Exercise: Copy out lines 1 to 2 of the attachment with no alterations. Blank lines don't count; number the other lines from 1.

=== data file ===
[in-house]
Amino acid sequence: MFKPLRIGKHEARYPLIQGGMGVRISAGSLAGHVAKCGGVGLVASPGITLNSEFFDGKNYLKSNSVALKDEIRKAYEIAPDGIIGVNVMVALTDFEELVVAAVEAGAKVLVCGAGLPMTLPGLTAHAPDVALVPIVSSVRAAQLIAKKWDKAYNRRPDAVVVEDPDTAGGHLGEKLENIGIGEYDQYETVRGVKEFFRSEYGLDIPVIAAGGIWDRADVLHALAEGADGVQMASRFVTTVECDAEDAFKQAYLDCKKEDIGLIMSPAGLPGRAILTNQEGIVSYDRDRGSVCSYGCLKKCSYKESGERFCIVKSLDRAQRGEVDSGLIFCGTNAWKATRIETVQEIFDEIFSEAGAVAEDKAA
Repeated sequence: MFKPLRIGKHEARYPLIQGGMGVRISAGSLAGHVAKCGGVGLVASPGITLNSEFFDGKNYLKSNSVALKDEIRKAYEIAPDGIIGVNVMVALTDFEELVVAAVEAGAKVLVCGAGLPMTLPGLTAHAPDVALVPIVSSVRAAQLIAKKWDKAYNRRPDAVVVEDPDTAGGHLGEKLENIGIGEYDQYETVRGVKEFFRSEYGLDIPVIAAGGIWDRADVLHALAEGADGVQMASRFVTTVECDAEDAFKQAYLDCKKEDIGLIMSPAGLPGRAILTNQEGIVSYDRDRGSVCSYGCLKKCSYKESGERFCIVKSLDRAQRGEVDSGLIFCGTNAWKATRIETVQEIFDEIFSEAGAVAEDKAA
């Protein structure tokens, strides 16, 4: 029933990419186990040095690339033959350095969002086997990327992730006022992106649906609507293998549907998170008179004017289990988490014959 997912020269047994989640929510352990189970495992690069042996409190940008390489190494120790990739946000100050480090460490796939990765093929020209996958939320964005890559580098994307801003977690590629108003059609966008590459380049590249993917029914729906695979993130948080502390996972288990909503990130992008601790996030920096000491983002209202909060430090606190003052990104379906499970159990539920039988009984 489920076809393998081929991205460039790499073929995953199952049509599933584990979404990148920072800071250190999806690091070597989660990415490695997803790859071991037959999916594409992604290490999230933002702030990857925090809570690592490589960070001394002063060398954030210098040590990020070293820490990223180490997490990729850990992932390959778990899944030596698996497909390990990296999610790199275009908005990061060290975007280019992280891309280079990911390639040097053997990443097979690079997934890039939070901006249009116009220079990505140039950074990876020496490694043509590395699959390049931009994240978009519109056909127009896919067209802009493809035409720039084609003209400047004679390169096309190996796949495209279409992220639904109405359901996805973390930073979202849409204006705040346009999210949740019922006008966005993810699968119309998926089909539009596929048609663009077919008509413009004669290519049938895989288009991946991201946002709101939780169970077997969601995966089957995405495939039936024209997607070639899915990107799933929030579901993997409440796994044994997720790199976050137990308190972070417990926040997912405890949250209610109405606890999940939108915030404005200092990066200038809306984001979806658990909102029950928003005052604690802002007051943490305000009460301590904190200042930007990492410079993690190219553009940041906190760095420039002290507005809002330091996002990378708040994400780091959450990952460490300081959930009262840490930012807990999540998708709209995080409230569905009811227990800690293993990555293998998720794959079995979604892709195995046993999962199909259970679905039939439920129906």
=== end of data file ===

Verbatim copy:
[in-house]
Amino acid sequence: MFKPLRIGKHEARYPLIQGGMGVRISAGSLAGHVAKCGGVGLVASPGITLNSEFFDGKNYLKSNSVALKDEIRKAYEIAPDGIIGVNVMVALTDFEELVVAAVEAGAKVLVCGAGLPMTLPGLTAHAPDVALVPIVSSVRAAQLIAKKWDKAYNRRPDAVVVEDPDTAGGHLGEKLENIGIGEYDQYETVRGVKEFFRSEYGLDIPVIAAGGIWDRADVLHALAEGADGVQMASRFVTTVECDAEDAFKQAYLDCKKEDIGLIMSPAGLPGRAILTNQEGIVSYDRDRGSVCSYGCLKKCSYKESGERFCIVKSLDRAQRGEVDSGLIFCGTNAWKATRIETVQEIFDEIFSEAGAVAEDKAA